*the industry trade association and voice of 5G and LTE for the Americas

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Google pushes Android Things to Developer Preview 6

Google pushes Android Things to DP6

Search and cloud computing giant Google has launched the developer preview version 6 (DP6) of its Android Things offering.

Billed as an IoT platform, Google’s Android Things is intended to provide developers with a way to build connected devices for many consumer, retail and industrial applications, from smart locks to sensor control systems. 

The latest developer preview of the platform (DP6) irons out some bugs and offers a selection of new features.

Internet of Business has been tracking Android Things since its launch this time last year, and understands that Google intends to position this technology as a means of coding device applications with functions including video and audio processing.

Plans also include the option to enable on-board machine learning using TensorFlow, an open-source software library for machine intelligence.

Read more: Google launches Android Things, a new IoT platform for developers

Launching a launcher

According to Wayne Piekarski, Google developer advocate for IoT, DP6 includes a new ‘IoT launcher’ that allows the user to see the current state of a device and change settings using a touchscreen or USB input devices.

“Settings such as configuring the WiFi, finding the build ID, and checking for updates is now something that can be done interactively, making it even easier to get started,” he said.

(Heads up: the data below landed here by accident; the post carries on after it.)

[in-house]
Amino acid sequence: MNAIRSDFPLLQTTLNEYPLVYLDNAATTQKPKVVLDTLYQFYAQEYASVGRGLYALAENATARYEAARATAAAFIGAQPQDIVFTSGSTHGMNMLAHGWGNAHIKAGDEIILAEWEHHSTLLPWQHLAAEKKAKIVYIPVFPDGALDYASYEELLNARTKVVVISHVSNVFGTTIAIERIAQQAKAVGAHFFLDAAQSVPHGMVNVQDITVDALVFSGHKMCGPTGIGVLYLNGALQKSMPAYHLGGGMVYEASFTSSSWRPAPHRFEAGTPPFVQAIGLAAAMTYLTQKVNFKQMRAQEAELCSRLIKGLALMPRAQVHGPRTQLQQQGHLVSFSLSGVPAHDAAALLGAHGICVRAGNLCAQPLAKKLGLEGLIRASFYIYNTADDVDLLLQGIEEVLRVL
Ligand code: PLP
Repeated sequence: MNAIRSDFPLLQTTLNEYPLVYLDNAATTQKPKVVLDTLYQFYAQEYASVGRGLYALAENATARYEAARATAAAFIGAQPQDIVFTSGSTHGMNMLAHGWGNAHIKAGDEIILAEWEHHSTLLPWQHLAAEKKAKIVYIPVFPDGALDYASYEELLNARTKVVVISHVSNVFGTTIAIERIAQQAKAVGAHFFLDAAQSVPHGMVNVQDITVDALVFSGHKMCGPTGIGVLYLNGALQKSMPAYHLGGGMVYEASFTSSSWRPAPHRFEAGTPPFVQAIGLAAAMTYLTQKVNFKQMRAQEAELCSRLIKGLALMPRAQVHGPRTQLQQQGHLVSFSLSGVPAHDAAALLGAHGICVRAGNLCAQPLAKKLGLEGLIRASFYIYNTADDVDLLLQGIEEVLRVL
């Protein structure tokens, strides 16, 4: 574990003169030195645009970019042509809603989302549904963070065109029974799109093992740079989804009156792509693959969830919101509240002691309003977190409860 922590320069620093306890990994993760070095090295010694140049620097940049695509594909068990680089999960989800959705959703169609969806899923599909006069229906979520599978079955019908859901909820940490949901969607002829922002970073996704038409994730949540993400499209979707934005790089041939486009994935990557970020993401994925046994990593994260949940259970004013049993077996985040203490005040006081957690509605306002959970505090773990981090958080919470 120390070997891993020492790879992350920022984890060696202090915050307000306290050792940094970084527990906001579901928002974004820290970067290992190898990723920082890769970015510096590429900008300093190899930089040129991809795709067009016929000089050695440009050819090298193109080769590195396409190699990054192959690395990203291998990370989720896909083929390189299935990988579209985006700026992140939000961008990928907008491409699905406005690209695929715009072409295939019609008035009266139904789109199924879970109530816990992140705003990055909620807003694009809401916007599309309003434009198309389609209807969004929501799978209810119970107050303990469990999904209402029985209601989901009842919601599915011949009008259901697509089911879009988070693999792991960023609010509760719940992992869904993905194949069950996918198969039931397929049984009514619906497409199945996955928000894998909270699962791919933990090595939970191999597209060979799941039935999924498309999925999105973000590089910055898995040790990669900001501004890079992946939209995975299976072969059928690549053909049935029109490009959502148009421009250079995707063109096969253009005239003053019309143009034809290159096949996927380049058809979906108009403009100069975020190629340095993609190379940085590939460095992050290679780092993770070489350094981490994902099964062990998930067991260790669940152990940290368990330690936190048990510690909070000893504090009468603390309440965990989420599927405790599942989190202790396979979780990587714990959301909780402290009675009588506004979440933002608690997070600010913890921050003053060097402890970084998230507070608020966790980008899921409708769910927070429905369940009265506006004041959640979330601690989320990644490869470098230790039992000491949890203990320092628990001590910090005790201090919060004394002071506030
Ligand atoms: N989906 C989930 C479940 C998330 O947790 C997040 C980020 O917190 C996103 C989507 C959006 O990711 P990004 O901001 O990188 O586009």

Android users have become increasingly used to the notion of ‘launchers’, by virtue of the success of Google’s ‘Now’ launcher for Android. A launcher can perhaps be best described as a software ‘overlay’ designed to provide a new core graphical user interface (GUI) in a defined functionality style.

Read more: Sophos unveils Android Things and Windows 10 IoT device management capabilities

More granular IoT controls

Android Things uses the open-source SwiftShader library, a CPU-based implementation of the OpenGL ES application programming interface (API). Google executives say this enables common OpenGL support across all platforms, even those with no GPU hardware.

“New APIs have been added to Android Things that control the configuration of the local device and device updates. UpdateManager gives developers control over when updates and reboots can be performed, ensuring the device is available for the user when needed,” Piekarski explained. “DeviceManager controls factory reset, reboot, and device locales. APIs are also provided for settings such as ScreenManager to control the screen and TimeManager to control the clock and timezone.”

So developer-centric from the start  – yes. But what Google has done in this latest round of updates is to give more defined pointers on what type of core functionality controls are needed in IoT devices and offer more guidelines to developers on the kind of IoT programming that Google says it champions.

Read more: Volvo teams up with Google to put Android into connected cars